Maleficent may have been Disney’s final act of good before completing their turn to the dark side. Sure, they can buy enough studios and filmmakers to randomly generate a good movie every once in a while, but it’s no secret that Walt Disney Pictures’ recent output has reeked of corporate greed—especially since they started remaking their animated classics. But before the live-action Cinderella kicked off that trend in 2015, Disney gave us Maleficent, a surprisingly subtle depiction of sexual assault and the healing of female solidarity. Twisting an old fairy tale in the service of something so thoughtful was a reminder of Disney at its best. But modern Disney can’t let a good thing stand on its own, so this year we’re getting the sequel, Maleficent: Mistress of Evil.

2014’s Maleficent was simple, mature, and straight to the point. In a retelling of the Sleeping Beauty story, the villain became victim: Maleficent cursed the king’s daughter as revenge for the king drugging and violating her; and the true love that awoke the princess came not from a man, but from Maleficent, who understood the suffering of a victimized girl. Mistress of Evil immediately gets off on the wrong foot by re-villainizing Maleficent in the title, but the movie isn’t always that oblivious.

The sequel picks up years later, with princess Aurora and her godmother Maleficent serving as the queen and the protector of the fairies, respectively. After Aurora’s princely boyfriend proposes to her, Aurora must choose whether she’ll continue living with the fairies or move to the neighboring kingdom. But that’s not all: it turns out that Prince Phillip’s mother is a fairy-hating warmonger. But that’s not all either: it also turns out that Maleficent isn’t the last of her species, and her fellow “Dark Feys” want to wage war with the humans. Also there’s a subplot where a hedgehog fairy tries to rescue a mushroom fairy and all sorts of extraneous tomfoolery.

There’s a lot going on in Mistress of Evil, and very little of it has to do with Maleficent. Where the first film reinvented her character to craft a feminist parable, the sequel relegates her to the background, making her just another player in a gritty action movie. It’s like Christopher Nolan executive produced a Sleeping Beauty reboot. And like most Christopher Nolan movies, it could’ve used a better script. In addition to crowding the story, the screenwriters of Mistress of Evil decided to sap Maleficent of her humanity—though she experienced the full spectrum of emotion in the first movie, it’s a running joke in the sequel that she’s cold and emotionless, which prevents us from identifying with her as a woman. A feminist parable this is not.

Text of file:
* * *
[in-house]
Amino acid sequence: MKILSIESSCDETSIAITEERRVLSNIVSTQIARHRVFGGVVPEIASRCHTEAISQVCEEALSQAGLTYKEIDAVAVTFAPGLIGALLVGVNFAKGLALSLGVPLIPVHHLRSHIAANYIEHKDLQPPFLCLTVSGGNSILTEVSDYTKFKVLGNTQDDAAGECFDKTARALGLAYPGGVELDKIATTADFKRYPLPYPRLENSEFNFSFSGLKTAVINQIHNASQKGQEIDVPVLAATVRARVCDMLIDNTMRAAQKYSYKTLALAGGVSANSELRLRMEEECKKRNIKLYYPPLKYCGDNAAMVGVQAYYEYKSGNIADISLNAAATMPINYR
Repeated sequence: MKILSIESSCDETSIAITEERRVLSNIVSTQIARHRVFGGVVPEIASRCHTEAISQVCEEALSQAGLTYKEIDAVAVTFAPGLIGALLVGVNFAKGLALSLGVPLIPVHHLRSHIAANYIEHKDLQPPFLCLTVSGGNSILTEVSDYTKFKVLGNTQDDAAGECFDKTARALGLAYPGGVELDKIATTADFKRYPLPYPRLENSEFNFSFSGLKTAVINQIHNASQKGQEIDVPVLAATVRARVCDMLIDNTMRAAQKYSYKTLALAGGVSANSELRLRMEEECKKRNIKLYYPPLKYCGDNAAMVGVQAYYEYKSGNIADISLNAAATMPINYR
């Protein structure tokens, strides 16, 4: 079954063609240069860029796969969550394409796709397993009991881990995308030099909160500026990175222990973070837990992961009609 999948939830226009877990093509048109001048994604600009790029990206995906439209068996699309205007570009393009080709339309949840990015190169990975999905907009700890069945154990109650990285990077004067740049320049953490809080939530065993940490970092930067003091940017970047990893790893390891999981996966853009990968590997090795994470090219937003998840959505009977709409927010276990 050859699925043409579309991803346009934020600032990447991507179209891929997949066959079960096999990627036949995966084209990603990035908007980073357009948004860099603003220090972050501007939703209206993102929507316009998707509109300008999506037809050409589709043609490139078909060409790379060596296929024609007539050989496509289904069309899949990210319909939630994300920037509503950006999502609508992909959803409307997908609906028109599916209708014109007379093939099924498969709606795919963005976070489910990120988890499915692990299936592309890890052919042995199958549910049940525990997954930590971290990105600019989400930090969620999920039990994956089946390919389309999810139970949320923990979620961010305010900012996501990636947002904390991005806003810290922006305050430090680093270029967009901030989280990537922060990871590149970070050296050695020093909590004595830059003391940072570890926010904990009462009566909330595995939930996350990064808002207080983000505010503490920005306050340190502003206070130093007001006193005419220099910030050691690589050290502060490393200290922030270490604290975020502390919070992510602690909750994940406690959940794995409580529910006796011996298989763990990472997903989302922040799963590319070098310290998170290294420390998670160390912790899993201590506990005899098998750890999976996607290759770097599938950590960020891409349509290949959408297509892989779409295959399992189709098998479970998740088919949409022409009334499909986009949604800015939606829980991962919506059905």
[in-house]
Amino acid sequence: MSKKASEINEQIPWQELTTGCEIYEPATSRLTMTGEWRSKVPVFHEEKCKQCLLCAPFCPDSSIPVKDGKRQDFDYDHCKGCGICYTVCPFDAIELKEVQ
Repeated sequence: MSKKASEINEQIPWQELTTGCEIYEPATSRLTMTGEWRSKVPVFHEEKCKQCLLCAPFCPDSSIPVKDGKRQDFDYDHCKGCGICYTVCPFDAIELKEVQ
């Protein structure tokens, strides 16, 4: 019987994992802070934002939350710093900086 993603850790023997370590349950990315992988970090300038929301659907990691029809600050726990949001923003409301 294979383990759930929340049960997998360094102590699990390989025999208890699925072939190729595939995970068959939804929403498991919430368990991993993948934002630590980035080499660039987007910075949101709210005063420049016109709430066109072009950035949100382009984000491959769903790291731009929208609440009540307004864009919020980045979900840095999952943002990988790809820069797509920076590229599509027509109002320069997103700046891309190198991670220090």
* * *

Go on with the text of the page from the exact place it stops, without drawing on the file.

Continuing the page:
Where Maleficent dealt with rape subtextually, Mistress of Evil tackles genocide outwardly, as two of the main characters’ motivations are “kill everyone who’s not like me”. The original could handle themes of sexual violation while maintaining a fairy tale tone, though, because it approached assault through allegory: the king cut off Maleficent’s wings while she was asleep. That situation can exist in a fairy tale without making it unsuitable for children. But in Mistress of Evil, characters are literally committing genocide in what’s otherwise a boilerplate Disney fable, which leads to tonal disassociation. The movie wants desperately to be dark and serious, but its allergy to lasting consequences keeps undermining its seriousness with happy endings and cheap reversals. It’s bafflingly bipolar.

With such a minimized and dehumanized role, Angelina Jolie can’t do much to save this mess, but she spices up what little she has. Her glare and her cheekbones are as sharp as ever—it’s just a shame that the movie chose not to narrow its focus on her eponymous character. The wider scope makes a concerted effort to address global issues head-on, but Mistress of Evil lacks the courage to approach these issues in any meaningful way. If the small, subtle original was reminiscent of a Disney long gone, this sequel exemplifies the overblown bombast of Disney today.

½   (1.5/5)